Methods and materials
Participants were recruited via not-paid-for advertisements on Instagram, Facebook and Twitter, as well as the blog “Plantbased Pixie”2 and the “Heath Bloggers Community” newsletter. Data were collected from 713 participants (23 males, 686 females, 4 other/prefer not to say. Mean age 24.96 ± 8.17 years). Non-female participants (N = 27) and participants for whom an ORTO-15 score could not be calculated due to missing data (N = 6) were excluded from the main analysis. We decided to concentrate on female participants as the N recruited for men was too low to provide adequate power for statistical analyses.
The final sample thus consisted of 680 females, age 18–75 years (mean = 24.70 ± 7.87) with an average healthy BMI (mean = 22.14 ± 3.89). 44.6% of participants lived in UK, 26.7% in the US, with the remainder living in an additional 40 countries. All participants gave their informed consent before starting the questionnaire and the study was approved by the UCL ethics committee.
Our online survey was developed using Qualtrics (http://www.qualtrics.com). The questions we asked are detailed in the following.
Social media use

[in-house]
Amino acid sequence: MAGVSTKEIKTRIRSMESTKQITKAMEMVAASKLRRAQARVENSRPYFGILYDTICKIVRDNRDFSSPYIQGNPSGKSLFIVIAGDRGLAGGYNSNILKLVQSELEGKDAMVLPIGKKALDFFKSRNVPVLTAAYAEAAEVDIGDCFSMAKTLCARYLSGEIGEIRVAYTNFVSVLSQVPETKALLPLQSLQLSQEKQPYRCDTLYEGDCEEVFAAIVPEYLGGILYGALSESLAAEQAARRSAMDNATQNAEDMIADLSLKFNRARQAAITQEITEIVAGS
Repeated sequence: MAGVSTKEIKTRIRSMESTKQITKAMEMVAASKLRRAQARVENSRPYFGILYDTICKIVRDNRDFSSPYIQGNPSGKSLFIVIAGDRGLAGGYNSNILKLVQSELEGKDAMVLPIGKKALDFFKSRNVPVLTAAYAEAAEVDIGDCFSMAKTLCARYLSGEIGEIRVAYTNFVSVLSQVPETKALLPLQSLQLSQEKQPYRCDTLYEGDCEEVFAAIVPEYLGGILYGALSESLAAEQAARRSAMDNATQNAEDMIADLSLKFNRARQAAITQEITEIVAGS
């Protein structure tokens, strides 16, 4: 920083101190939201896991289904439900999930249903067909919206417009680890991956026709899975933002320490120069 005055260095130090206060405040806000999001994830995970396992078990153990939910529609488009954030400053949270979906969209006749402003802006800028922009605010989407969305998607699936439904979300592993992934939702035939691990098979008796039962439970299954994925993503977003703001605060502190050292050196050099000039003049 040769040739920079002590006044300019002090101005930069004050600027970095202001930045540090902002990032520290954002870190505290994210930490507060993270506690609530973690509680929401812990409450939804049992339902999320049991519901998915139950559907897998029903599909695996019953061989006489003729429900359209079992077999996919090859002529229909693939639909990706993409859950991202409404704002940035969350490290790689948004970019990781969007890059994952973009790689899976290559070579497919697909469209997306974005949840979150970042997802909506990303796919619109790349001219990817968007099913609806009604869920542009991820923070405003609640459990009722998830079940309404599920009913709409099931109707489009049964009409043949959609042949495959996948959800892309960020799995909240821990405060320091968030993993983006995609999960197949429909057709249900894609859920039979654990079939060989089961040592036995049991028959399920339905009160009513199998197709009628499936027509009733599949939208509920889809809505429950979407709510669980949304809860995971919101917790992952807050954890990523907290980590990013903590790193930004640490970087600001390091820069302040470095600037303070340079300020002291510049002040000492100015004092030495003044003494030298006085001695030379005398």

Participants were asked “Which social media channels do you use?” and could select multiple responses out of: Instagram, Facebook, Twitter, Pinterest, Google+, Tumblr, and LinkedIn. These are all content-based social media channels which have a ‘newsfeed’, and where other users can be added/followed. While Instagram and Pinterest are mainly image-based, Facebook, Twitter, Google+, and LinkedIn focus on text entries, with Tumblr having elements of both. Next, participants were asked about the amount of time spent on each channel they use: (1) “How often do you access [channel]?” with multiple-choice answers of “Less than once per month, 1–3 times per month, once a week, 2–3 times per week, 4–5 times per week, once a day, several times per day”, and (2) “On a typical day where you access [channel], how much time do you spend on it in total?” with multiple-choice answers of “Less than 15, 15–30, 31–60, 60+ min”. In addition, participants who indicated using Instagram were asked to rank-order Hu et al.  eight popular content types for the frequency with which they typically appear on their feed.